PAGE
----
Pope Francis has named an Argentine theologian and prolific author who decades ago wrote a book on the healing properties of kissing to be the Catholic Church's new doctrinal chief, one of the Vatican's top posts.
A Vatican statement on Saturday said Francis had chosen fellow Argentine Archbishop Victor Manuel Fernandez to be the head of the Dicastery for the Doctrine of the Faith (DDF).
The DDF, modern-day successor of the notorious Inquisition which persecuted heretics, is tasked with promoting and safeguarding doctrine on faith and morals. It monitors theological work to make sure it adheres to Church doctrine and issues guidance, clarifications, and corrections.
In an apparent reference to the Inquisition, known for torture and executions in Medieval times, Francis said in a letter to Fernandez that in the past the department had used "immoral methods" and itself made doctrinal mistakes.
The powerful post of DDF prefect was held by Cardinal Joseph Ratzinger for 23 years before he became Pope Benedict in 2005.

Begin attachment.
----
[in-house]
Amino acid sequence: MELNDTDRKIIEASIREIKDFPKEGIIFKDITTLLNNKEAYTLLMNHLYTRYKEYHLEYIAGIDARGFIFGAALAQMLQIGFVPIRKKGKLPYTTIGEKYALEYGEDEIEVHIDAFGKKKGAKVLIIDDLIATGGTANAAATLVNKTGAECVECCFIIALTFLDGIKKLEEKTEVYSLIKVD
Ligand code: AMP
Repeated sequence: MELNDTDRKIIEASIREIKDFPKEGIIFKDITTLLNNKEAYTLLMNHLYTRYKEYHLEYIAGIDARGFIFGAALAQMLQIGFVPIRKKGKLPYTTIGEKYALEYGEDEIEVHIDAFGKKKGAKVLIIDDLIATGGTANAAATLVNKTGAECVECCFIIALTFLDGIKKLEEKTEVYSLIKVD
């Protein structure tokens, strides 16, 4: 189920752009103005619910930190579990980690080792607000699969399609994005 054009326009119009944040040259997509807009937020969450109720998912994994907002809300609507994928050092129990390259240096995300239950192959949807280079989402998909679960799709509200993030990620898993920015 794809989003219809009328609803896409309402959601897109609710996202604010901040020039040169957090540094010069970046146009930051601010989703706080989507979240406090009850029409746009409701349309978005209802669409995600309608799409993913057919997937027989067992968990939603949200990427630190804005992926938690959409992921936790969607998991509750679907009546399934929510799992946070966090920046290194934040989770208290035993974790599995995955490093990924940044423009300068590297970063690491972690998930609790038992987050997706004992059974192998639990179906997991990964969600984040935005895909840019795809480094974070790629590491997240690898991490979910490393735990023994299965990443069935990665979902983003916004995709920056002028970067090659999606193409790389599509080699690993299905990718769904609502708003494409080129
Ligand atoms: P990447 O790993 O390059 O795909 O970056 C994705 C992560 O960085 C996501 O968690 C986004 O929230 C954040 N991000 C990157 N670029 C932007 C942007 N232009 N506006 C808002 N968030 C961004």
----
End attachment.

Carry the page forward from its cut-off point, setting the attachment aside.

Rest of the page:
Fernandez, 60, has written about 300 books and articles and is a past rector of the Pontifical Catholic University of Argentina, where he was also dean of its theology department.
In 1995, as a 33-year-old priest, he wrote a book called "Heal Me With Your Mouth - The Art of Kissing," which was published in English in 2017.
He writes in the introduction "that this book was not written based on my own experience, but based on the lives of people who kiss" and that he also wanted to focus on what poets had written about kissing.
"The kiss is a meeting of the two in a moment in which there is nothing else besides them, and nothing else matters," Fernandez wrote in the book.
The Vatican did not mention the book in the partial list of his publications it issued with the appointment announcement.
The prefect of the DDF is traditionally a cardinal, meaning Francis is likely to raise Fernandez to that rank sometime after he takes up his new post in September.
Francis succeeds Cardinal Luis Francisco Ladaria, a Spanish Jesuit, who is at the end of his mandate.